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Moss-Adams conference recap; “Back in Black”

June 3rd, 2009

     Today I was given an invite to attend the Moss-Adams conference, “Back in Black – Paving a Path to Profitability”. It was their first in what they hope is an annual event. The conference opened with a number of comments by key Moss-Adams personnel, was followed by three breakout sessions, and ended with a lunch and closing remarks by Pat Haden of Riordan, Lewis, and Haden. RLH was a prime participant in the conference, taking part in a number of the panel discussions.

     Interestingly enough, the previous CEO of Moss-Adams, Bob Bunting, delivered the opening remarks through a pre-taped video. What was worthy of note is that Bunting is currently in Dublin attending an IFAC summit regarding IFRS. Bunting spent quite a bit of time discussing the pending adoption of IFRS and the various considerations. As a bit of validation to some of my recent posts, he directly discussed the lack of training that is currently happening and the absence of an IFRS presence at the University level. As he discussed the specific rollout dates for each country it became apparent to thos in attendance that this is a legitimate issue. In an electroninc poll conducted w/ attendees through the room at the close of the video opening, 84% of attendees believe that IFRS will be mandated in the U.S.. However, Bunting was also quick to comment in his video that the adoption of IFRS was not going to be the result of actions taken by the SEC, but through overall Market pressures that would force the U.S. to adopt the new standards.

     I would like to say that the breakout discussions were incredibly informative, but there seemed to be little new information that was discussed or presented that isn’t already being actively covered daily by the media. Unfortunate for what could have been some very interesting topics. However there were a number of other polls taken in the morning that were interesting.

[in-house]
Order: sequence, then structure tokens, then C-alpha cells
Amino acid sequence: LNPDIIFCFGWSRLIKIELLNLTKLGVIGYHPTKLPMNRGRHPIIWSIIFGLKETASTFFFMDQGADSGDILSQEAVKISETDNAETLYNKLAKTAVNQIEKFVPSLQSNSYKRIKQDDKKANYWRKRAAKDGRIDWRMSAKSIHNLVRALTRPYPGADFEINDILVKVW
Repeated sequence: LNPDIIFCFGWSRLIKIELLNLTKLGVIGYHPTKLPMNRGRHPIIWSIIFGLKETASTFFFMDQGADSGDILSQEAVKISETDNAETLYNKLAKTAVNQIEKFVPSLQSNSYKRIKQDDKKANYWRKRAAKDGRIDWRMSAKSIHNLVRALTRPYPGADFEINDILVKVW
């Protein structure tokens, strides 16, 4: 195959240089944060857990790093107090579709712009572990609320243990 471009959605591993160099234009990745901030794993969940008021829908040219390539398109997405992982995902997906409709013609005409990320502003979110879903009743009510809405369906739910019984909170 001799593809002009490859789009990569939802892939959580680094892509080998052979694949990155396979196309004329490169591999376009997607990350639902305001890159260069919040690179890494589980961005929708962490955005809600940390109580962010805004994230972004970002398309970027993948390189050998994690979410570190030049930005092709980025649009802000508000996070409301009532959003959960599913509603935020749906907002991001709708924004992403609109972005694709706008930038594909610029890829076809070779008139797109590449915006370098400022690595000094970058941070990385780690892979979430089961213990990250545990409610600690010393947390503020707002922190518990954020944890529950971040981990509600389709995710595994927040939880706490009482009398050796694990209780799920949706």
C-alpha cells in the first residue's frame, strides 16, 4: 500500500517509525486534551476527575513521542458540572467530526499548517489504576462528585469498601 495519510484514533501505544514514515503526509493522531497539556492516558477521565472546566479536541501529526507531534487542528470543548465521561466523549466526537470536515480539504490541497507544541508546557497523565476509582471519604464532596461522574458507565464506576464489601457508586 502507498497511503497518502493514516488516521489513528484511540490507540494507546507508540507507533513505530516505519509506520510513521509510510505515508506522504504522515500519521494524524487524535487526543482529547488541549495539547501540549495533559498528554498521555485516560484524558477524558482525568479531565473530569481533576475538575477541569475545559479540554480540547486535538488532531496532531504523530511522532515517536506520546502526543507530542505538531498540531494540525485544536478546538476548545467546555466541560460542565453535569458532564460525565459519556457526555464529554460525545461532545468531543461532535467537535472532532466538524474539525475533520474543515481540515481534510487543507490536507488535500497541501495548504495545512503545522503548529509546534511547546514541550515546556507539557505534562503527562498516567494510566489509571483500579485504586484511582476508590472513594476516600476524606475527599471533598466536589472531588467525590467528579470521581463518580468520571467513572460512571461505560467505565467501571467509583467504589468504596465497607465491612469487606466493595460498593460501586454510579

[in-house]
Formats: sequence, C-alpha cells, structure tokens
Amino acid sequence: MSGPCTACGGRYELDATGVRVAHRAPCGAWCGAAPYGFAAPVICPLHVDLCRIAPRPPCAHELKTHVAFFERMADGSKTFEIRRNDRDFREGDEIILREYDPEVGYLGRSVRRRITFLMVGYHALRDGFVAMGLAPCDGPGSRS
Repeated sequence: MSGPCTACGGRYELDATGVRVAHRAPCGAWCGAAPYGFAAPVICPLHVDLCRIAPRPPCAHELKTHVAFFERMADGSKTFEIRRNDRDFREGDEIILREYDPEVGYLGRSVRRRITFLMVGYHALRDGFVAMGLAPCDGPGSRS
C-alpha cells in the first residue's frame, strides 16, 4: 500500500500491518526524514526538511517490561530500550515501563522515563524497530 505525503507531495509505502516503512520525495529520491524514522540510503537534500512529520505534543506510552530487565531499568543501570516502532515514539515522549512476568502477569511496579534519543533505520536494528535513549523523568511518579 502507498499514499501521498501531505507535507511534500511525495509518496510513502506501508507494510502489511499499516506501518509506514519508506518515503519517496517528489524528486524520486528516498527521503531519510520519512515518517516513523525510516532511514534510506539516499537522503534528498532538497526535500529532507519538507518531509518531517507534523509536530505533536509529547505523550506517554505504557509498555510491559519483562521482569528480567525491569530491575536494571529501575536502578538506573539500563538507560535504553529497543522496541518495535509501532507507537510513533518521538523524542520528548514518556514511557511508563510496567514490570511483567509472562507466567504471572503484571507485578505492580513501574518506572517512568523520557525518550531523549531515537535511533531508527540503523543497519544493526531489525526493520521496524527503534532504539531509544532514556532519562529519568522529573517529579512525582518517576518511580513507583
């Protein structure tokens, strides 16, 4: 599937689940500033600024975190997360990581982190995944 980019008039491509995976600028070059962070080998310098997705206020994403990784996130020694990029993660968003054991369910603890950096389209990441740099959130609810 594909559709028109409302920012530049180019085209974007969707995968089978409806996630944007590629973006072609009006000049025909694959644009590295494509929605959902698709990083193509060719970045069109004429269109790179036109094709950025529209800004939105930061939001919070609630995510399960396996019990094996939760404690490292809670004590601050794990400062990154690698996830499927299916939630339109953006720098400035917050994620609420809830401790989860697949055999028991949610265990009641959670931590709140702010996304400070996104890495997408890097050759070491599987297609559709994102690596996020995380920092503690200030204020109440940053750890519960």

–  Attendees believed that Domestic opportunities would provide the highest area for growth, with a 54% weighting versus International at 46%.

-Attendees were still somewhat pessimistic when it came to growth in the second half of 2009. Approximately 63% of attendees believed business would be flat to negative 3-8%. Of this number, 29% believed they would encounter declines of greater than 8%.  Only 37% believe that business might improve. Of the optimists, 19% believed business would increase 3-8% and 18% believed business would increase greater than 8%.

-When asked what the biggest key to success would be in 2010, 48% responded it would be “Improved General Economic Conditions”. Of the remainder, 18% mentioned Access to Capital, 16% mentioned Production Improvements, 3% mentioned Competitive Pricing, and the remaining 15% mentioned Internal Efficiencies. What’s worthy to note is the 3% that mentioned competitive pricing. I find tremendous value in the statistic that companies are not looking to improve their situation by engaging in price wars. They are looking to improve operating and production efficiencies.

Thanks for reading . . . .

Jeffrey Ishmael

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